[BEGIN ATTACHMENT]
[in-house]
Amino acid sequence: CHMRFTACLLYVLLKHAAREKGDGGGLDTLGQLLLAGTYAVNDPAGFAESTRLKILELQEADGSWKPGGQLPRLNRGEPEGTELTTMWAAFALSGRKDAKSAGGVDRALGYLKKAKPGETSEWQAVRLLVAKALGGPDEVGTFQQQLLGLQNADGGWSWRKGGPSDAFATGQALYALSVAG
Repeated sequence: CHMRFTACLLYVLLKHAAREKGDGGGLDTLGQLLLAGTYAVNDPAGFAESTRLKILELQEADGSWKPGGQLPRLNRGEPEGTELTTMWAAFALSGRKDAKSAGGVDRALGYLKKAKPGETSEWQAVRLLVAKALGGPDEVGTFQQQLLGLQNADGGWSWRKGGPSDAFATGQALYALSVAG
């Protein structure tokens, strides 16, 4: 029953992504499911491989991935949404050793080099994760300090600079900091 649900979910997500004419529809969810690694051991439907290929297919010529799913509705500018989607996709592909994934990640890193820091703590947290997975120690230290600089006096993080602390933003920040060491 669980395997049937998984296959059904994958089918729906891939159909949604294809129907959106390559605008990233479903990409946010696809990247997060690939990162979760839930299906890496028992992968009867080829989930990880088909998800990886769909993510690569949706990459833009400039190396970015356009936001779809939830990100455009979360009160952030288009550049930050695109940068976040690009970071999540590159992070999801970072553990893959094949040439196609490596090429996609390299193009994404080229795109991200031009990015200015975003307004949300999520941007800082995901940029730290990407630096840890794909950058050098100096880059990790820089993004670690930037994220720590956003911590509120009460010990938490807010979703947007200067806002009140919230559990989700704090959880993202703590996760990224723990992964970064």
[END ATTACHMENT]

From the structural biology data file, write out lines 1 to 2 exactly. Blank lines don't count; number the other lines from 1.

[in-house]
Amino acid sequence: CHMRFTACLLYVLLKHAAREKGDGGGLDTLGQLLLAGTYAVNDPAGFAESTRLKILELQEADGSWKPGGQLPRLNRGEPEGTELTTMWAAFALSGRKDAKSAGGVDRALGYLKKAKPGETSEWQAVRLLVAKALGGPDEVGTFQQQLLGLQNADGGWSWRKGGPSDAFATGQALYALSVAG